YOSEMITE NATIONAL PARK — Every so often, the granite cliffs that soar above Yosemite Valley decide to slough off a chunk of their legendary profiles. Most times, these rockslides produce only a rumble and a puff of dust, and anyone who witnesses it feels lucky.
Nature's timeless way also can have a more devastating effect, as the swath of fallen trees, crushed rock and an inch-thick coating of dust on 50 acres of the valley floor Thursday showed in graphic relief.
A Southern California man was killed and about a dozen people were hurt when a huge granite arch near Glacier Point broke loose before dusk Wednesday, unleashing a cascade of debris on the Happy Isles area 2,400 feet below. A thick swirl of dust rose from the valley floor like an explosive cloud, and after it settled an hour later, park rangers found a quarter-mile-long piece of forest flattened by the impact.
Work crews in surgical masks scoured the dusty rubble Thursday but did not expect to find anyone trapped. "Everyone has been accounted for," said Scott Gediman, a spokesman for the park service. "We don't have anybody who's asking for someone. We don't believe there are any more victims."
The one known fatality was Emiliano Morales, 20, of Montebello, who was pinned beneath a tree at an ice cream stand in the Happy Isles area. His body was recovered late Wednesday night, shortly before rescue workers called off their search for the night because of darkness and falling rock.
Two people from Whittier who were with friends celebrating their graduation from Pioneer High School were the most seriously injured. Hisano Hamada, 18, was in critical condition at Doctors Medical Center in Modesto with a broken arm and leg and neck injuries. Kelly Booth, 17, who was injured by a falling tree, was in fair condition at Memorial Medical Center in Modesto after surgery to repair cuts.
About a dozen other hikers and campers, most of them suffering from dust inhalation, were treated at the Yosemite Medical Clinic and released during the night.
The sudden rockslide was a spectacular example of what geologists call exfoliation, the shifts and collapse of rock that have reshaped this place through the ages. Like the seasonal floods and fires, rockslides are a reminder that Yosemite may be one of the wonders of the world, but it is not hazard-free.
In 1980, three hikers were killed by falling rock near Yosemite Falls. Rockslides often occur in early spring or fall when snow is either melting or accumulating, but can happen anytime and anywhere.
"There's no way of predicting them," said Connie Rothell, a Mariposa school secretary who lives at Yosemite with her husband, a park ranger. "It's part of the natural cycle. It's part of the history of Yosemite Valley."
As search crews picked through the shattered rock and splintered forest Thursday with the help of dogs and fiber-optic equipment, park rangers said it could have been much worse.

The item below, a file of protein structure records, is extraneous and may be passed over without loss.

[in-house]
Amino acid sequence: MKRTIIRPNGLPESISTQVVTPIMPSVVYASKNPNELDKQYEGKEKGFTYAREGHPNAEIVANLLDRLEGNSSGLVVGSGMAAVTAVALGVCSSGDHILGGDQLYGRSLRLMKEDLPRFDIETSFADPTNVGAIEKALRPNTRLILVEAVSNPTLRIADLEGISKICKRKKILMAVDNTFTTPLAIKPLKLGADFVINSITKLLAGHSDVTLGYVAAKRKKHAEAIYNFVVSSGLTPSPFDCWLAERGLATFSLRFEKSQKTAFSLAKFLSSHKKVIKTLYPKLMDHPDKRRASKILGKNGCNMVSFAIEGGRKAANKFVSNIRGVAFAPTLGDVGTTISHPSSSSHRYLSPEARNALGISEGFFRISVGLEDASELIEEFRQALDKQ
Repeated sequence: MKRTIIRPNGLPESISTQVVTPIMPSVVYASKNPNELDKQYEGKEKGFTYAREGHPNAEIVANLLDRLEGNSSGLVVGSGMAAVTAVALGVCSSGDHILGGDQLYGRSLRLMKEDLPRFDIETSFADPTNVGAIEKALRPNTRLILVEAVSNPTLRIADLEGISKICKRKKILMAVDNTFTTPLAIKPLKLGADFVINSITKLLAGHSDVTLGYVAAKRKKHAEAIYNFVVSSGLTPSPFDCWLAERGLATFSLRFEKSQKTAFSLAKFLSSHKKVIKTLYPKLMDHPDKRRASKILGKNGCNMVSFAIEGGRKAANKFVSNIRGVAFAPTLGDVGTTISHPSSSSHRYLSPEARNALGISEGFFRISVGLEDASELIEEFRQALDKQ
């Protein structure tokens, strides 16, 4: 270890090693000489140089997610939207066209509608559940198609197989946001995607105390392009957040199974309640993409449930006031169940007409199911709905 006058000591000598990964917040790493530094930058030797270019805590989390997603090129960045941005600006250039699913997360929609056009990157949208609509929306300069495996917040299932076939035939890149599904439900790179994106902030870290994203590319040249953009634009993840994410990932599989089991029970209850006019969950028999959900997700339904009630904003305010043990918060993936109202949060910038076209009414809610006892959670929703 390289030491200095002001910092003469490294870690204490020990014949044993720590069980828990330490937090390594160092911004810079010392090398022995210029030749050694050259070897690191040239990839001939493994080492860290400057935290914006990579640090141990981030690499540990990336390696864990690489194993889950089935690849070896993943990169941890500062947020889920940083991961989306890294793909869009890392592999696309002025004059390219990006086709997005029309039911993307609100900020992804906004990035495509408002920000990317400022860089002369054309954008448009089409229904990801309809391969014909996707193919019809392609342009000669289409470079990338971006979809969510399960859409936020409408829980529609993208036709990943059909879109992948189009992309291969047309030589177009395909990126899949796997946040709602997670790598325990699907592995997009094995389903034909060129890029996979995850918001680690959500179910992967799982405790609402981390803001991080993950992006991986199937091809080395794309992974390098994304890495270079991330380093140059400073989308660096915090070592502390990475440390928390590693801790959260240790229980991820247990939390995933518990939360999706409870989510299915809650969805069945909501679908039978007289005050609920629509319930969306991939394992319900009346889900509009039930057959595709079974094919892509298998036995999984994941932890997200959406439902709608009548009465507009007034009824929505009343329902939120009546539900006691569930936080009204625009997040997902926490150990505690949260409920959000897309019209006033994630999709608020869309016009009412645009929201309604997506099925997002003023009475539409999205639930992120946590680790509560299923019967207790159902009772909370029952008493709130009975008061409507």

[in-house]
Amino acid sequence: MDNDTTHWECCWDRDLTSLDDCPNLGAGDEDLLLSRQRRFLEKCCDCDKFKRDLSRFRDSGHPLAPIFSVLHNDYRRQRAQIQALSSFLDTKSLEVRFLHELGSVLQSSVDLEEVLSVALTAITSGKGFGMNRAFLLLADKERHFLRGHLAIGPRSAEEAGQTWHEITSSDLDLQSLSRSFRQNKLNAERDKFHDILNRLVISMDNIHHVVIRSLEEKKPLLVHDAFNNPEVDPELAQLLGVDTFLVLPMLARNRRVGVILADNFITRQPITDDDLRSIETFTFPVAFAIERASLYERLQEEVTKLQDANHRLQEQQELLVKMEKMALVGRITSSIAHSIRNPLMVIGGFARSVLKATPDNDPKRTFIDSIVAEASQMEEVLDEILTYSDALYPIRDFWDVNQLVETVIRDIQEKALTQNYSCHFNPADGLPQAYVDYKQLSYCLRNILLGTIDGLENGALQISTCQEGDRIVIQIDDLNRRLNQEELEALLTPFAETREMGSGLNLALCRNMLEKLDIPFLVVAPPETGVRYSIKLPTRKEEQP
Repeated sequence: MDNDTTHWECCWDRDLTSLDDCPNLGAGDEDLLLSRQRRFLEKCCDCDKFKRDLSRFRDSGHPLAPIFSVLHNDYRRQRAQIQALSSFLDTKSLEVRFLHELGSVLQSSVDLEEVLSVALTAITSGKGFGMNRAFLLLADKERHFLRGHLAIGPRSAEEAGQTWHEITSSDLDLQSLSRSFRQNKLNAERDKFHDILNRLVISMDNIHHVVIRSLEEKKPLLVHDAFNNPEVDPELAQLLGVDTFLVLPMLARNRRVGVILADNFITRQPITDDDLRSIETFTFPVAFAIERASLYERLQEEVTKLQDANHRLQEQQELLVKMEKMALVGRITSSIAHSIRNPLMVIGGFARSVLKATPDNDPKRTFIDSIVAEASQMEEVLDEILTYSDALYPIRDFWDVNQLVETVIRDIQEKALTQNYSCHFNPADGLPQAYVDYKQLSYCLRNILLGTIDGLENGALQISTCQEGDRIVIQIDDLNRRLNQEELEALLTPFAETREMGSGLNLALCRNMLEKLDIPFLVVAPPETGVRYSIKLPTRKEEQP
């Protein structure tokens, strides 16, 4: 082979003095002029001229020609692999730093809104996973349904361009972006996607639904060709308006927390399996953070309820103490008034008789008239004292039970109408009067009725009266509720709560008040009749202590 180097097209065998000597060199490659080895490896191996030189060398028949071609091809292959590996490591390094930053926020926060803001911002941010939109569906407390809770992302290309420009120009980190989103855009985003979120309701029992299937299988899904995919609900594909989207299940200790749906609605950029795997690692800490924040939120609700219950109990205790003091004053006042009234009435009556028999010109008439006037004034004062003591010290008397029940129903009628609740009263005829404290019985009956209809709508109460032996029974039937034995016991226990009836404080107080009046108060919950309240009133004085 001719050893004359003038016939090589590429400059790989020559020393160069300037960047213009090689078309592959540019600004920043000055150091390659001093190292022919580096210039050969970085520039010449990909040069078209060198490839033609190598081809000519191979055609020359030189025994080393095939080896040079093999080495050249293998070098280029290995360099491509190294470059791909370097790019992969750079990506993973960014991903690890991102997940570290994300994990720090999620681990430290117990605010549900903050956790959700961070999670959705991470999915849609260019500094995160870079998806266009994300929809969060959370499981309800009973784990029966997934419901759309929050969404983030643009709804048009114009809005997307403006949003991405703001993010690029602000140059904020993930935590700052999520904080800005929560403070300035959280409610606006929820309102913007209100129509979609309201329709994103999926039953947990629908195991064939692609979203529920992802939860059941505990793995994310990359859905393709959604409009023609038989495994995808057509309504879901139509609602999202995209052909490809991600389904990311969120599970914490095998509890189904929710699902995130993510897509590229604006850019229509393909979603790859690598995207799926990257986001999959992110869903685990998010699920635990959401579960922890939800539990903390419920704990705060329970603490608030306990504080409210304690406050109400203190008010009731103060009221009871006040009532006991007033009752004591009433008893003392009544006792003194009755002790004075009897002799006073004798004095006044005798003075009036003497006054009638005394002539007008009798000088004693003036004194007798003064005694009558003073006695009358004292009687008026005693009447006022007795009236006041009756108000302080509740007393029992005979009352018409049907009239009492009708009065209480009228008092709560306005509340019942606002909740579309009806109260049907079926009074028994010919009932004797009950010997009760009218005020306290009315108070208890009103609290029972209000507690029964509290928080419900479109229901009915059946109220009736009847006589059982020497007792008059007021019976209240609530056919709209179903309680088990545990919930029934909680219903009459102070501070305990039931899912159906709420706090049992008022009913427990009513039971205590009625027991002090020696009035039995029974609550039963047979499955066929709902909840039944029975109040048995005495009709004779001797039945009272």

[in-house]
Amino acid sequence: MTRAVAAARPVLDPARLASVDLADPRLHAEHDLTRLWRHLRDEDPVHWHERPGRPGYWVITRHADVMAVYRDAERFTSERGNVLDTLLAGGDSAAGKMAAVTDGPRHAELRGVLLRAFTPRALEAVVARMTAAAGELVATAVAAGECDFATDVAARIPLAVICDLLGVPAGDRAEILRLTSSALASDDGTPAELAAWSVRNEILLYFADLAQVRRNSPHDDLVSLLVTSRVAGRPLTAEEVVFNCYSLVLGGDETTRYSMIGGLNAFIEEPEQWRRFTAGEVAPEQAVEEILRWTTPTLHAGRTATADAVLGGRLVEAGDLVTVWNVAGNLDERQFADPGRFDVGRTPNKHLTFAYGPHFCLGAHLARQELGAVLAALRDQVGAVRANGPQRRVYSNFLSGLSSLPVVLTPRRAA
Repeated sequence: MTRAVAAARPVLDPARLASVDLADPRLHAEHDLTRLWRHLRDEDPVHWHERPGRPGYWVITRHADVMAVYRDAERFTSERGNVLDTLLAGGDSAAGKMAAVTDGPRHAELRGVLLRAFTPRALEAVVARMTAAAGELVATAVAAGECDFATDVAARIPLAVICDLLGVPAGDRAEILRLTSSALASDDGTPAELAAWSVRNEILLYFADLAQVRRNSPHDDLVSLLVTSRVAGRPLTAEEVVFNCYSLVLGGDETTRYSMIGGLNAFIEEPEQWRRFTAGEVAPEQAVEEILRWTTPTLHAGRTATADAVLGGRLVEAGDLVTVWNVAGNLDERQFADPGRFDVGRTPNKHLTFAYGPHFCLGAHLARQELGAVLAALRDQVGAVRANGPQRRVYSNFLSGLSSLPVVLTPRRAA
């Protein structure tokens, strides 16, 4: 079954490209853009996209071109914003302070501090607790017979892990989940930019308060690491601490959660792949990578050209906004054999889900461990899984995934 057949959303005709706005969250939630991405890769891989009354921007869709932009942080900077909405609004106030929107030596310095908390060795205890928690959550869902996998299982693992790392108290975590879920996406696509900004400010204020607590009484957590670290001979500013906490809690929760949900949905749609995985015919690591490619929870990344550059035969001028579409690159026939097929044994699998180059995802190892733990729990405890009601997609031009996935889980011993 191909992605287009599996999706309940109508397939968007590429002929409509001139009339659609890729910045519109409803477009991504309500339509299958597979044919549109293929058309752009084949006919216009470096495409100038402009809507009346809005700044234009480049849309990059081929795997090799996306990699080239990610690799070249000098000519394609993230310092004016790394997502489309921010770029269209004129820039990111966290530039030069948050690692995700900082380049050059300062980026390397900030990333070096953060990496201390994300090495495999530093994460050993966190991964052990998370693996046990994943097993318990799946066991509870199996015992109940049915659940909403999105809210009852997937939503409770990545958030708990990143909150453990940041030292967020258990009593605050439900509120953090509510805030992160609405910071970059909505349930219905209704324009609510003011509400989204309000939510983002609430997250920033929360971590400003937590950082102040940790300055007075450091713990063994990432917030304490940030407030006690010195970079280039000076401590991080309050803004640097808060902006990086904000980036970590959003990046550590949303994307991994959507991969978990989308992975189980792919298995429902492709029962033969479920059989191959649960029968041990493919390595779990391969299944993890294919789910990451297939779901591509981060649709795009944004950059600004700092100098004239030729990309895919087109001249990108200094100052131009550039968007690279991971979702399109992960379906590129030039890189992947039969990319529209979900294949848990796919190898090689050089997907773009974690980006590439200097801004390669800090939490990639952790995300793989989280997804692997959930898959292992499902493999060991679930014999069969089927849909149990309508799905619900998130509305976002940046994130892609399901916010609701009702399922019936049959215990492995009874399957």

The piece of granite, estimated to be more than 200 feet wide, created such a blast of wind as it fell that it leveled hundreds of pine trees and left a thick blanket of dust. One park official who observed the scene from the air said the damage reminded him of Mt. St. Helens after it blew its top. Another said it looked like a test site for a new kind of bomb.
Luckily, by the time it shook this valley with a magnificent roar, the clock read 6:46 p.m. Most hikers had left the trails, and a small nature museum and snack shop at Happy Isles had closed for the night.
The affected section of the valley is at the head of the John Muir Trail and the trail to Vernal and Nevada falls. The area is closed to vehicles except for park shuttle buses, another factor that probably limited casualties.
"I've been watching rock falls and slides up here for almost three decades, and we're very fortunate that it happened when it did," said Jim Snyder, a park service historian.
"If it had been two or three in the afternoon, I don't think we ever want to see that at Happy Isles. It gets pretty crowded."
Yosemite is known for its dramatic topography, especially its deep glacier-carved valley, really a canyon with 3,000-foot-high walls of granite. Snyder theorized that the recent wet winters may have contributed to the wearing away of the granite slab high above Happy Isles.
"That arch of rock has water running beneath it, and water reduces the friction that helps hold it in place," he said. "You tend to see these rockslides in wet years."
Robert Merrill, a geology professor at Fresno State, said a number of rockslides have occurred in the Yosemite area over the past 20 years, but he could not remember one that was as big or as dramatic.
"This shifting and falling is a natural reshaping of the landscape in areas where you have extremely steep slopes, he said. "But it's the size of this thing that's unusual."
Visitors who were caught near Happy Isles when the granite arch roared down the mountain said it was the most frightening moment in their lives.